If so, consider balancing your business with a complementary product that has a simpler value proposition or a simpler development cycle.  Art galleries sell paintings that are purchased according to the buyers’ individual tastes, requiring several visits by a person before a purchase.  That complex value proposition is balanced by the shop selling picture framing and artistic greeting cards, which not only complement the business but also have easily-perceived value propositions. And they require virtually no development time.Therefore examine some considerations for creating a secondary business.

a) Criteria for the Secondary Business

Make sure the secondary business meets these criteria:

  • It complements your main business
  • It has a value proposition that is recognized by clients immediately
  • It requires no development time, no excessive marketing or stocking costs
  • It can generate a reasonable volume of business quickly

b) Defining a Complementary Product

Finding a complementary product is not as easy a task as it may seem.  Sometimes you can wrack your brain without finding a solution.  On the other hand, the complementary product could be under your nose.  In any event, most of the time, determining the new line requires a methodical, blue-sky, out-of-the-box, free-thinking session to dream it up and to ensure it meets those criteria.

The process recommended is, first, to get everyone in the company together.  For every individual included a magnification of the number of ideas will occur.  Then throw out ideas, no matter how silly or how far away they may seem from the main product offering, recording these on flip charts so everyone can see them.  Don’t trivialize any suggestions.  Be prepared to even log ideas that are opposite to the main theme.  As the number of thoughts accumulates, people’s thinking will be stimulated to add more items to the listings.  Keep going till everyone runs out of ideas.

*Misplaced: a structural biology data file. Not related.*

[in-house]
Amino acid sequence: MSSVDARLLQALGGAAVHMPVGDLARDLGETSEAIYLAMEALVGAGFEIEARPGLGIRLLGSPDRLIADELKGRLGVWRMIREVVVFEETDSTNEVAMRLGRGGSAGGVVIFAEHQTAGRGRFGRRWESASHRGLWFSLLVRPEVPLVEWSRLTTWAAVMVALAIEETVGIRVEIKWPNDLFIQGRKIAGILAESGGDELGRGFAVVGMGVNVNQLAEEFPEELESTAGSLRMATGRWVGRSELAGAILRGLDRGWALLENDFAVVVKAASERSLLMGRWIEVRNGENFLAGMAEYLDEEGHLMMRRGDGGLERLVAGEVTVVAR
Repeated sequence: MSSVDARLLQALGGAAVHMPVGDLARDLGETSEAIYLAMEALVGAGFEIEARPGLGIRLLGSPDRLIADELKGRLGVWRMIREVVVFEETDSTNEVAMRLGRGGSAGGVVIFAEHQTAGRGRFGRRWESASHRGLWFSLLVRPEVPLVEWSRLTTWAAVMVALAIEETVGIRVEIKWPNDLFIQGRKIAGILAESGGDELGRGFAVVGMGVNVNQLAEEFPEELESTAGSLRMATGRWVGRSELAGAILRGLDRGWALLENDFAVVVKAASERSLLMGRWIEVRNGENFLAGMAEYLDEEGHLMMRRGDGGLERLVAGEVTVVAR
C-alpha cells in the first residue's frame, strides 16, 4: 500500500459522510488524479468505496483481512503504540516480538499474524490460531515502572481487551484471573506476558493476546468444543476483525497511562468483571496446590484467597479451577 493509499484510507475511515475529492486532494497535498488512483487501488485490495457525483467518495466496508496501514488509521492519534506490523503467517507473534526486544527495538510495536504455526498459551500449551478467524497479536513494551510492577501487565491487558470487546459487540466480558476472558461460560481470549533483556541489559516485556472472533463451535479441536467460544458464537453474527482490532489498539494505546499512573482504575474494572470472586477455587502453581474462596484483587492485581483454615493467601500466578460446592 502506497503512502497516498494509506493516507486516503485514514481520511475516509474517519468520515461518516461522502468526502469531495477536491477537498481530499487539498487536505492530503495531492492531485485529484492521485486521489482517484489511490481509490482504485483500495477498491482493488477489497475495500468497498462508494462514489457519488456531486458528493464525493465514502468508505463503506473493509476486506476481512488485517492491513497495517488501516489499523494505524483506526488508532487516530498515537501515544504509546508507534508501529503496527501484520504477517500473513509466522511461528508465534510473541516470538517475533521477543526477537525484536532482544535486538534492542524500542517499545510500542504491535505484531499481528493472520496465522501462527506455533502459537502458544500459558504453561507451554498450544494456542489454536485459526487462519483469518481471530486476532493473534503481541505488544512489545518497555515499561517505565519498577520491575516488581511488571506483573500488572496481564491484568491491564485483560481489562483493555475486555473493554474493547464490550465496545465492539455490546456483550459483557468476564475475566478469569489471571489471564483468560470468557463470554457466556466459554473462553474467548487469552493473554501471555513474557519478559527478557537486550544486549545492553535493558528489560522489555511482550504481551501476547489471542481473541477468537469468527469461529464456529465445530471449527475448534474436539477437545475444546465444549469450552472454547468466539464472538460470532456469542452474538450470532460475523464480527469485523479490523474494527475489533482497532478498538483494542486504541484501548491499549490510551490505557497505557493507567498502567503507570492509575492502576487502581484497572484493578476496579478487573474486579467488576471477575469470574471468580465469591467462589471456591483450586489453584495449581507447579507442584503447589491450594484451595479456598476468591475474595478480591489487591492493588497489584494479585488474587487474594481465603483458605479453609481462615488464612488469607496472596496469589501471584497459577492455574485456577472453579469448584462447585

Then organize the ideas into logical groupings that will fall out of the accumulation above.  It is impossible to say what those grouping will be.  But they might be by hardware, by software, by geography, by type of materials – it really doesn’t matter, as long as some grouping takes place.  If possible, summarize each grouping into one heading, thereby eliminating some repetition.

Test the ideas against the criteria above, deleting those that do not qualify.

Then debate the remaining list against merit, practicality and closeness of fit to the criteria.

Next, establish a priority for the items in three groupings: really great, good ideas and acceptable items.  The final step is to choose, among these, the winner or winners.

c) Closing it down

Once the product or products are decided, determine the criteria for shutting them down.  That is, the complementary business should be viewed as temporary because it might not fit in with the company’s grand mission or vision.  This is the time to define the limit, so the new creation does not generate a life of its own that extends well beyond the term of usefulness.


Understanding the realistic business challenge before you is done by establishing the nature of your chosen product.  Specifically the challenge is defined by the barriers to early financial viability imposed by the value proposition and by the development cycle.  Develop a counter-strategy to bridge the time gap to market with a complementary product ensuring that it fits basic criteria and that its own sunset clause has been pre-determined.

Bill Caswell